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Words to Winners of Souls

4.40  ·  Rating details ·  102 ratings  ·  19 reviews
Horatius Bonar (1808-1889), a well-known Scottish minister, wrote this book during a period of awakening to counter the lamentable state of the Christian ministry at the time. His words of counsel are all the more apposite today with the Church in decline and superficiality becoming the order of the day. All witnessing believers will appreciate the stance advocated.

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Published January 1st 1995 by P & R Publishing (first published December 1st 1979)
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4.40  · 
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 ·  102 ratings  ·  19 reviews

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Todd Bryant
Mar 18, 2019 rated it it was amazing
I was recently gifted this book by a good pastor friend. I had no idea of the content when he gave it to me. I thought it was geared more towards average Christian outreach. It is not.

This book is written primary for the church leader. I am not suggesting that others cannot benefit from it - they most certainly can. However, if you are an elder in a church, this book will challenge you. Our generation simply doesn't dwell on the things of God as much as we should.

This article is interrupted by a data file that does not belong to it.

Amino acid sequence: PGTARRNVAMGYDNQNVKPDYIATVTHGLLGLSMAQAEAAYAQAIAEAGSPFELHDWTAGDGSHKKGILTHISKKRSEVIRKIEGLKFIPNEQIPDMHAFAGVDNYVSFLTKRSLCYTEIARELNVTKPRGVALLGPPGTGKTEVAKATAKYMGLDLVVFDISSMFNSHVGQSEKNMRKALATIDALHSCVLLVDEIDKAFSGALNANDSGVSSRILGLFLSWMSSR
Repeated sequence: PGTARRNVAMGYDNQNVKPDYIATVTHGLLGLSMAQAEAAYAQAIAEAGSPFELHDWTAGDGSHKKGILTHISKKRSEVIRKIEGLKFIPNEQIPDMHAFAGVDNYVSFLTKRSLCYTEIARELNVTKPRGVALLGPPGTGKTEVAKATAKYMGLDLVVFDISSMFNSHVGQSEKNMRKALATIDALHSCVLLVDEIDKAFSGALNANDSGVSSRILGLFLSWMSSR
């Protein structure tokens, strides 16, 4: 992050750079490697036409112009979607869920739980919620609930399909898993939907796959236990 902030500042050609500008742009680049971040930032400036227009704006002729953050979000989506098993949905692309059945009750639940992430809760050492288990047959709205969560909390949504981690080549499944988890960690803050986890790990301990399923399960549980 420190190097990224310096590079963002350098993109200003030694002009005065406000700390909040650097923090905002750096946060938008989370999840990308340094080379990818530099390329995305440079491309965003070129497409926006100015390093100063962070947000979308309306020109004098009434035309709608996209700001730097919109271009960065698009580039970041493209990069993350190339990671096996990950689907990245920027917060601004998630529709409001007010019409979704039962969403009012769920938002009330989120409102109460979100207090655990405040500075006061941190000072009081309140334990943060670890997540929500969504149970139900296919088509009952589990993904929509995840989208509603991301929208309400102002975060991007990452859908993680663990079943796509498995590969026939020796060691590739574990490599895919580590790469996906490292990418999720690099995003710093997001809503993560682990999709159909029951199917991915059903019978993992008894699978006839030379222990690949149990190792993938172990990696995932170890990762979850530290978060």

I highly recommend this read -
Joel Huffstutler

Very stirring and convicting

Good reminders to pastors of the importance of having a "living ministry" and a faithful one.
Ryan Hawkins
This little book is a wonderful jolt of earnestness. I absolutely love it. In summary, Bonar, relying heavily upon Baxter, writes about the urgency the church leader must have in their life, teaching, and ministry. He shows how lukewarm and cold we have become, and how absurd it is. He is bold and radical, but only as much as the Bible and logic would lead us to be.

He talks about how we must walk with God. On this, he says, "Without this nothing else will avail. Neither orthodoxy, nor learning,
Nathan Albright
Sep 18, 2018 rated it really liked it
Shelves: challenge-2018
As a lay member myself (if a particularly noisy one), I often wonder about the appropriateness of reading material like this that is obviously aimed at ordained ministers [1].  In this case, I have to say that this book is certainly the favorite by the author that I have read yet, especially because of the attitude of the book.  It is one thing to read a Calvinist lambasting anxious people and blaming them for a lack of faith--that just comes off as unseemly bullying--but when a Calvinist hellfi ...more
Brendan Westerfield
"How MUCH MORE would a few good and fervent men effect in the ministry than a multitude of lukewarm ones!"

So begins Horatius Bonar's little, (maybe even tiny), book "Words to the Winners of Souls." And it doesn't get any easier to digest from there. Bonar is a deep well of emotion and theology, who sees too frequently in peers a lukewarm ministry that reflects a lukewarm pastor. How can our preaching be so passionless and dull if eternal souls are at stake? How can "we see thousands perish aroun
Stephen Logan
Jan 10, 2018 rated it really liked it  ·  review of another edition
Deep and profound

The writing style requires strict attention to get the most out of it. Written. Mostly for ministers, laymen can certainly benefit. Be ready to be humbled by the contents.
Chrys Jones
May 03, 2019 rated it really liked it
Earnest book on the spiritual duties vital to pastoral ministry. The chapter on pastoral confession is is worth its weight in gold.
Mar 06, 2017 rated it it was amazing
Shelves: annual-reread
Absolutely superb. Should be a regular read for pastors. It will stay on my annual re-read list.
Feb 26, 2013 rated it really liked it